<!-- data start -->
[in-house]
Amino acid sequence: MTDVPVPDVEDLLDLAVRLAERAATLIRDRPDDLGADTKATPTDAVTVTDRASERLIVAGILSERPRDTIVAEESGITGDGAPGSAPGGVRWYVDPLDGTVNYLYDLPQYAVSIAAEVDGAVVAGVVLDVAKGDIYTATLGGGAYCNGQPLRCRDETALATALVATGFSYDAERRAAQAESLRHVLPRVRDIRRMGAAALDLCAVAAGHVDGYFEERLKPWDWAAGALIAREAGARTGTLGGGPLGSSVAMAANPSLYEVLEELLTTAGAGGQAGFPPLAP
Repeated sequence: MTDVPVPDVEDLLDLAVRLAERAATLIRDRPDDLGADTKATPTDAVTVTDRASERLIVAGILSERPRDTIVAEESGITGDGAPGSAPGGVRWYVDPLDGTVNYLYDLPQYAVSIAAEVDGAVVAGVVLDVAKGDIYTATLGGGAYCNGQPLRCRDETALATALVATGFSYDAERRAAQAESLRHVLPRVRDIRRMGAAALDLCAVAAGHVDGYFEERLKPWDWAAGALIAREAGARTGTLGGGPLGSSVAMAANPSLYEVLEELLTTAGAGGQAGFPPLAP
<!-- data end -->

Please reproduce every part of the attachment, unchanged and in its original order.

[in-house]
Amino acid sequence: MTDVPVPDVEDLLDLAVRLAERAATLIRDRPDDLGADTKATPTDAVTVTDRASERLIVAGILSERPRDTIVAEESGITGDGAPGSAPGGVRWYVDPLDGTVNYLYDLPQYAVSIAAEVDGAVVAGVVLDVAKGDIYTATLGGGAYCNGQPLRCRDETALATALVATGFSYDAERRAAQAESLRHVLPRVRDIRRMGAAALDLCAVAAGHVDGYFEERLKPWDWAAGALIAREAGARTGTLGGGPLGSSVAMAANPSLYEVLEELLTTAGAGGQAGFPPLAP
Repeated sequence: MTDVPVPDVEDLLDLAVRLAERAATLIRDRPDDLGADTKATPTDAVTVTDRASERLIVAGILSERPRDTIVAEESGITGDGAPGSAPGGVRWYVDPLDGTVNYLYDLPQYAVSIAAEVDGAVVAGVVLDVAKGDIYTATLGGGAYCNGQPLRCRDETALATALVATGFSYDAERRAAQAESLRHVLPRVRDIRRMGAAALDLCAVAAGHVDGYFEERLKPWDWAAGALIAREAGARTGTLGGGPLGSSVAMAANPSLYEVLEELLTTAGAGGQAGFPPLAP